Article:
by marlys good
Matt Dillon and Chandini Dahlberg finished fourth overall and first in the 1A/2A class in the Duet competition at Buffalo Feb. 24-25 to lead the Greybull High School Grey Ghosts to a third place in the 1A/2A division.
Ezra Hanson finished 14th overall in Oratory and 7th in the small school competition. “There were a lot of people in his category,” said Coach Ted Menke.
Junior Josh Hopkin made it to the “Super Congress” (finals) but didn’t place in the top six overall. Menke said “It was a really good finish for Josh. I am proud of all of our kids. They did well.”
The Ghosts were hampered with lack of numbers; just nine of 16 students made the trip. “We were down, mostly because of sickness,” Menke said, “but those who went did quite well.”
Thermopolis won the small school title, topping Greybull, Lovell, Big Horn, Wright and Guernsey. The meet included five schools from South Dakota and large schools from Wyoming including Cheyenne East, South and Central, Casper Natrona and Kelly Walsh.
The team hopes to be at full strength for the National Qualifiers Meet in Riverton this weekend. Menke looks for strong finishes from Dillon and Dahlberg in Duet, and believes both will do well in their individual competitions — Dillon in Humor and Dahlberg in Oratory.
The season winds down with the state meet in Rock Springs March 15-17.
by jennifer butler
On Monday, March 5 a few members of the Big Horn County Fair Board met together in a special work session to discuss the prospect of the indoor arena. Board Chairman Felix Carrizales, board member Tim Flitner and Dallen Smith were in attendance.
Smith had drawn rough blue prints of where the building would stand and how it would be utilized when completed. Smith’s plans were to connect the new arena with the existing building, in order to utilize existing features, such as the kitchen, to help save funds.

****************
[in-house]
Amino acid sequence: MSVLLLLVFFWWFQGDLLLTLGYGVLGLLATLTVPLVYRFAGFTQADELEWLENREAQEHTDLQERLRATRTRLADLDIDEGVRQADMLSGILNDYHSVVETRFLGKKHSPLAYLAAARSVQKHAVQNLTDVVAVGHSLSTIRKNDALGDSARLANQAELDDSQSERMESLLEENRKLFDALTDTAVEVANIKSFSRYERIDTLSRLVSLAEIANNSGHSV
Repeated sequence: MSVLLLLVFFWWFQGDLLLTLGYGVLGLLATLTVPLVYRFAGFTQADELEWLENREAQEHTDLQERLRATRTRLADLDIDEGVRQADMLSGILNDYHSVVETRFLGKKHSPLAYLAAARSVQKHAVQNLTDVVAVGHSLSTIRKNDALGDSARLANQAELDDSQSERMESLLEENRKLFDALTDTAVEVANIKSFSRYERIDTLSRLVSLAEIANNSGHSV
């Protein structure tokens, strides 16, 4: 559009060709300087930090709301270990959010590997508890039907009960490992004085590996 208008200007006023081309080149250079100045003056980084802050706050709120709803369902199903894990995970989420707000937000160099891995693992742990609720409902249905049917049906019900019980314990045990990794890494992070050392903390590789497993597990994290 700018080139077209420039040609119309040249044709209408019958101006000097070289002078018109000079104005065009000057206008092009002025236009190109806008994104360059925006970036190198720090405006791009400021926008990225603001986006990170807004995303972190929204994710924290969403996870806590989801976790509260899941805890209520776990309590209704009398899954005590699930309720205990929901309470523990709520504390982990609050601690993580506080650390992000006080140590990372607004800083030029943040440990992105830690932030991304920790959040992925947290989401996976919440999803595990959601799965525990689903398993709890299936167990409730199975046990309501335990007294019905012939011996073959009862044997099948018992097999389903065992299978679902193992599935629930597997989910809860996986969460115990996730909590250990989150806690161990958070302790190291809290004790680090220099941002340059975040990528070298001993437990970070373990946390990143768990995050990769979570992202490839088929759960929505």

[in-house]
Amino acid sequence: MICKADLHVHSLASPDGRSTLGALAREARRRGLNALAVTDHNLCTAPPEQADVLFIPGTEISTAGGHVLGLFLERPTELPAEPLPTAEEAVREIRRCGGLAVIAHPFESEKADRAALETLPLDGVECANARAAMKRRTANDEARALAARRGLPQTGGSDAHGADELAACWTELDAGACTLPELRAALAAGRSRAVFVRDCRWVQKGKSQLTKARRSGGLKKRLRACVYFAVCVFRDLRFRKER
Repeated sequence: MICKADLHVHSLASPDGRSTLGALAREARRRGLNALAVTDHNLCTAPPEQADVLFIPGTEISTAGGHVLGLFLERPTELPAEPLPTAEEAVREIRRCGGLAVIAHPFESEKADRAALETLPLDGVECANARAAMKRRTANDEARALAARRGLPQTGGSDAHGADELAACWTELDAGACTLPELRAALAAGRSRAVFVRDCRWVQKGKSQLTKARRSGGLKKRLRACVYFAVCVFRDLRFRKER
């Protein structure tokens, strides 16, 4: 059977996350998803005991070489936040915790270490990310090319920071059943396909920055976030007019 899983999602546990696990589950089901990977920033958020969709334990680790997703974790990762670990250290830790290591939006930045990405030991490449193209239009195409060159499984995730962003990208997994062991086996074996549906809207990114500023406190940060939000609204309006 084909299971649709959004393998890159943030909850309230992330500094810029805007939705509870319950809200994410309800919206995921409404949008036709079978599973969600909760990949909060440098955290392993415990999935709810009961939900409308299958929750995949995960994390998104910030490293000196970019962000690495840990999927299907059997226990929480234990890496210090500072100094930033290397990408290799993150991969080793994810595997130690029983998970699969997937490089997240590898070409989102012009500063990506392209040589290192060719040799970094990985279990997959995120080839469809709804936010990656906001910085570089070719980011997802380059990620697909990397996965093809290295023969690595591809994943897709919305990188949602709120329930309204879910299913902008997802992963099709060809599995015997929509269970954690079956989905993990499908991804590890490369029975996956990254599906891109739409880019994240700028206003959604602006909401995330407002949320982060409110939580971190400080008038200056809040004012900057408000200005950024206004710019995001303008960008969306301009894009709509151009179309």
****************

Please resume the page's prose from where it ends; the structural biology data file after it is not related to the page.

The original plans were to first build the shell of the building then continue the process. Flitner suggested the project be done in phases. First update the kitchen and bathrooms then continue to add pieces to the building until completed. He said, this plan enables us to step away from the project if the board had invested too much in the final project. He added that the board would update what is needed most so the fairgrounds are not left with outdated bathrooms.
During the meeting those in attendance walked around the grounds and mapped out a possible locations for the new building. Carrizales said by seeing where the building would stand and how it could be used it helps him see the vision. He added that he is still concerned about the overall cost and the approval of the community.
He said the fair board needs to build the trust in the community before undergoing such a large project.
Flitner said the building could be used year round and by several of the Big Horn Basin communities.
Smith provided the board with project profits after each of the three phases. He projected the fair would have a net profit in year three of around $30,000.
Carrizales said although he feels better about the project, and he could see the potential it could offer the county, he is still not convinced it is the best option for the board now.
The board is currently reviewing bids for complete construction of the arena.
A grant to the Daniels Fund was submitted by County Grants Writer Maria Eastman March 1.
by nathan oster
Saying self-defense is “a factual issue for a jury to decide and not this court,” Circuit Court Judge Tom Harrington on Feb. 29 bound a 41-year-old Shell man over to District Court on three felony charges that stem from a stabbing incident earlier this year in Shell.
Raymond Ryan Tatom, 41, is accused of second-degree attempted murder and two counts of aggravated assault in connection with the stabbing of Tim Mills, 60, during a bar fight Jan. 27 at the Antler Inn.
Harrington’s finding of probable cause came at the end of four hours of testimony which included two witnesses for the prosecution in Big Horn County Sheriff’s Office Captain Blaine Jolley and Deputy Darold Newman and five witnesses for the defense, all of whom were present at the bar on the night of the stabbing. Those defense witnesses included bar owner Al Martin and his girlfriend Wendy Cummings as well as patrons Tom Easterly, Elizabeth Wolfson and Joe Little.
Jolley testified that he arrived on scene to find Easterly applying pressure to Mills’ wound and that Tatom was not present. Tatom had gone home. A short time later, Tatom summoned deputies and EMTs for treatment of injuries he had sustained in the fight..
Jolley said deputies were initially concerned with “taking care of the medical needs of the two men” and that Tatom was transported to South Big Horn County Hospital to be checked out and treated. It wasn’t until the next day, after law enforcement had spoken with witnesses and concurred, that Tatom was arrested.